Wednesday, June 3, 2009
above: Nancy Kwan via Wikipedia
above: Ronald Takaki via booktv.org
Professor Ronald Takaki, professor Emeritus of Ethnic Studies at University of California, Berkeley, where I attended college, passed away recently. This made me sad, of course, not only because I had a class in Asian American studies with Professor Takaki, who is a pioneer in the field, but also because it made me think about how far we have come in perceptions about race or ethnicity in fashion.
One of my only one-on-one interactions with Professor Takaki was when I approached him during office hours to ask about racial barriers in academia. Why was it, I wanted to know, that it was easier, even in my own mind, to accept a white professor of Shakespeare studies, but there were no professors of Asian descent in the department, let alone many women working in the field at the time? As an English literature major, I had been turning over this question in my mind, and wondering where my own future, as the daughter of Korean immigrants studying Shakespeare could possibly head.
Professor Takaki turned to me and instead of brushing aside such a silly, rhetorical question, said "Of course it's possible for an Asian-American to excel in Shakespeare studies. I am a student of Shakespeare myself and did an in-depth study of one of his plays in an introduction to one of my books." At the time, his answer to my rather naive question about race relations was unsatisfactory, but I filed it away in the back of my mind, and it now resonates with me whenever I think about how far we can come as a nation, as a global community, when it comes to perceptions about race or ethnicity.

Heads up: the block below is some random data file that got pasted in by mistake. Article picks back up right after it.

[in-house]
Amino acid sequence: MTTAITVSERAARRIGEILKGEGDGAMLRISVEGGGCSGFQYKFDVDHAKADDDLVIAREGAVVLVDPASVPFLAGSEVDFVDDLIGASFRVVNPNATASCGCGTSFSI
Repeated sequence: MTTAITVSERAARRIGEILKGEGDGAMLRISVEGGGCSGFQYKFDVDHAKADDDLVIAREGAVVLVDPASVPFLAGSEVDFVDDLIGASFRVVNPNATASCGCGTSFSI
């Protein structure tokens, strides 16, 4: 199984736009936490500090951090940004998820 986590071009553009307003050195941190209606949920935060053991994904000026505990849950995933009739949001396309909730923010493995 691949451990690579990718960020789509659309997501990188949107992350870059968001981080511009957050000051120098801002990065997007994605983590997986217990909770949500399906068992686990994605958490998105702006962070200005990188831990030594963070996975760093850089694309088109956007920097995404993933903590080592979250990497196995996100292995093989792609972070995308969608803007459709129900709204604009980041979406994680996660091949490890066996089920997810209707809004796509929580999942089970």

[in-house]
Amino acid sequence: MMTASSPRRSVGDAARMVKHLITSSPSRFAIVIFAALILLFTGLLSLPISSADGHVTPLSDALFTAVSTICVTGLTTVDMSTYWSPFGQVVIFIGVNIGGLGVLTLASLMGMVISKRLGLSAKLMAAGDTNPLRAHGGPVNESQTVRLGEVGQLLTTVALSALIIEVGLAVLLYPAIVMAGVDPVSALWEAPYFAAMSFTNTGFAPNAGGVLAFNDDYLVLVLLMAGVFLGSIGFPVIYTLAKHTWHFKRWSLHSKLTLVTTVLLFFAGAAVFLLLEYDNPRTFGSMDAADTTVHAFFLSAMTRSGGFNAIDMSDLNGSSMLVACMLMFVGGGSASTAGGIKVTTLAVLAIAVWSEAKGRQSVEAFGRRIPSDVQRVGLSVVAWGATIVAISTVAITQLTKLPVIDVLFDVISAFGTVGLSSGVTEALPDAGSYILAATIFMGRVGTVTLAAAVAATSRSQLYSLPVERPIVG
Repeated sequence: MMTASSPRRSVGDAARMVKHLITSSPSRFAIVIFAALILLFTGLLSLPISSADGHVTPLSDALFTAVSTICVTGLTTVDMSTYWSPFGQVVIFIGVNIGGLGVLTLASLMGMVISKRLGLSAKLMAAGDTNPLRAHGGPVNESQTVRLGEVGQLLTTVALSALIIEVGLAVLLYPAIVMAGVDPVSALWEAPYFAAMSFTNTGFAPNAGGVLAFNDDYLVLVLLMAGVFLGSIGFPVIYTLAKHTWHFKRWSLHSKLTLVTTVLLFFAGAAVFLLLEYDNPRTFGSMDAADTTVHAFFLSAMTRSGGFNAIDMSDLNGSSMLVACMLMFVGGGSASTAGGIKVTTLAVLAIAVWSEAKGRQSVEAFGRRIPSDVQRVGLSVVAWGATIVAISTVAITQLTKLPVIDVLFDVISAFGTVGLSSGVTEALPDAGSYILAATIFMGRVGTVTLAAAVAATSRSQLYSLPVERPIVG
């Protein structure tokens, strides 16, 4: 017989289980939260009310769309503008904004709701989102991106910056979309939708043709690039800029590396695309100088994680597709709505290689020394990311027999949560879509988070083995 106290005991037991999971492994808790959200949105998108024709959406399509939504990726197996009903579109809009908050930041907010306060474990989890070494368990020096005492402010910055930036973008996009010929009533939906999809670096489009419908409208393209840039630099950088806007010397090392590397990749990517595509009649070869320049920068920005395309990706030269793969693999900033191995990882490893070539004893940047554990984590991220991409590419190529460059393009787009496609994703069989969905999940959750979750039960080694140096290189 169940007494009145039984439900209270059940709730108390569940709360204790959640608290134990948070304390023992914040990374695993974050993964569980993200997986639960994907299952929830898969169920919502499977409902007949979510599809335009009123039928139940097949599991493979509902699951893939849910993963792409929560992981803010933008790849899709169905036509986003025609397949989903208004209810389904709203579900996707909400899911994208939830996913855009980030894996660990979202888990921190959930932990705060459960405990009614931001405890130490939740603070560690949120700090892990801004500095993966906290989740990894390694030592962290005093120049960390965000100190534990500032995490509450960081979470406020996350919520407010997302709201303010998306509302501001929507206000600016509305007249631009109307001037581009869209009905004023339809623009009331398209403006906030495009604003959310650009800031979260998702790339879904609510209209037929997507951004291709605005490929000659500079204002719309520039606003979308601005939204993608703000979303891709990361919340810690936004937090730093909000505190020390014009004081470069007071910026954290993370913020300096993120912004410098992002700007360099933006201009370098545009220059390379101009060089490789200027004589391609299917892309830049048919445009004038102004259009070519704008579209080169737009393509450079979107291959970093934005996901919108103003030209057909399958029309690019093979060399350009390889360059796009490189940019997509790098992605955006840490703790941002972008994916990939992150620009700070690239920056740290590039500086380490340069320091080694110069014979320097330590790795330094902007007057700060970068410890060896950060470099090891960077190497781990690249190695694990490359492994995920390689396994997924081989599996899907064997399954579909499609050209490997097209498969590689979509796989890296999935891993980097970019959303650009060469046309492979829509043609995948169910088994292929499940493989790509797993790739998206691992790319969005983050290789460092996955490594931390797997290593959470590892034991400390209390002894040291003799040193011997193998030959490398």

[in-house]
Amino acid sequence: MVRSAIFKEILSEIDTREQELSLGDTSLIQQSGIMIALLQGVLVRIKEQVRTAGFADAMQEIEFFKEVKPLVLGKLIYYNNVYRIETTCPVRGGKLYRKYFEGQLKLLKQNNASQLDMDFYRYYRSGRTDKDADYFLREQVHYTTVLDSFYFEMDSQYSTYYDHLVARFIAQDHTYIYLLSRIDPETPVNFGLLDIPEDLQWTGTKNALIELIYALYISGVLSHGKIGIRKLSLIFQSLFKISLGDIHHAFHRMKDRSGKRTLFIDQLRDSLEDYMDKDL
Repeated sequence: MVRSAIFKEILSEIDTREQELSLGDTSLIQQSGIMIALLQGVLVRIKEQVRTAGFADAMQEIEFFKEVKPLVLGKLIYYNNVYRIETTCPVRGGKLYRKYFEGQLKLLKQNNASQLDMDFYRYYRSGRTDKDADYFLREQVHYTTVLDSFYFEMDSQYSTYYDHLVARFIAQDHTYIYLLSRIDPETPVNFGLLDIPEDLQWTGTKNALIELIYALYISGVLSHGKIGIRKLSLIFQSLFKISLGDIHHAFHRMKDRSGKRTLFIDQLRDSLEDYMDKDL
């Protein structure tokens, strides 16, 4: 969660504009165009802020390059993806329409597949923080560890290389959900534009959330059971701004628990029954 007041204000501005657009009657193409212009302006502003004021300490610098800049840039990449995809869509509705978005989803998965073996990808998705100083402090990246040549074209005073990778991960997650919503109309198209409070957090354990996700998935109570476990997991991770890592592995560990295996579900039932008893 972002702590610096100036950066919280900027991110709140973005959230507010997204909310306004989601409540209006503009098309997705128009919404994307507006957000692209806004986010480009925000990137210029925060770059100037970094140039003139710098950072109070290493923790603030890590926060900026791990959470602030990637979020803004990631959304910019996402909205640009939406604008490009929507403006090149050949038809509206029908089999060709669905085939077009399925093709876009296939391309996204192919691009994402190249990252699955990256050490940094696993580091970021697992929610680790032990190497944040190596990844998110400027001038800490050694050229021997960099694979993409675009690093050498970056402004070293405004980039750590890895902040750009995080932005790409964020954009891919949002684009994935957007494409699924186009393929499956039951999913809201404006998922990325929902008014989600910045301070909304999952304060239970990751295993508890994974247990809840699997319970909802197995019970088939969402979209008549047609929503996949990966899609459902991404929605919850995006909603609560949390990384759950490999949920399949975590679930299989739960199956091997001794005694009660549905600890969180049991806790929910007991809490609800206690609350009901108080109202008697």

We owe so much to the pioneers in this field, the ones who broke down the initial barriers. In cinema: Nancy Kwan and Bruce Lee. In Asian-American studies: Ronald Takaki. For fashion, designers such as Vera Wang and Anna Sui, and the new generation of designers, such as Doo Ri, Jason Wu and Thakoon, for bringing what was once an industry built on immigrant labor (via the backrooms of Seventh Avenue) to the forefront of creative excellence. Creative bloggers such as Susie Bubble and top models like Du Juan and Daul Kim have been changing standards of beauty.
I am so proud of how far we have come; and the day will come when this fact will sail by unacknowledged, in the background, when our children will turn to us and say "Oh it was different back in the day?" But until that day comes, allow me this one post of indulgence to say: "Yes we can. And yes we are!" I don't write about race relations and it's not something I think about on a regular basis, but it's just something that came up this week and wanted to share with you.
Thank you for reading...
above: Susie Bubble via Style Bubble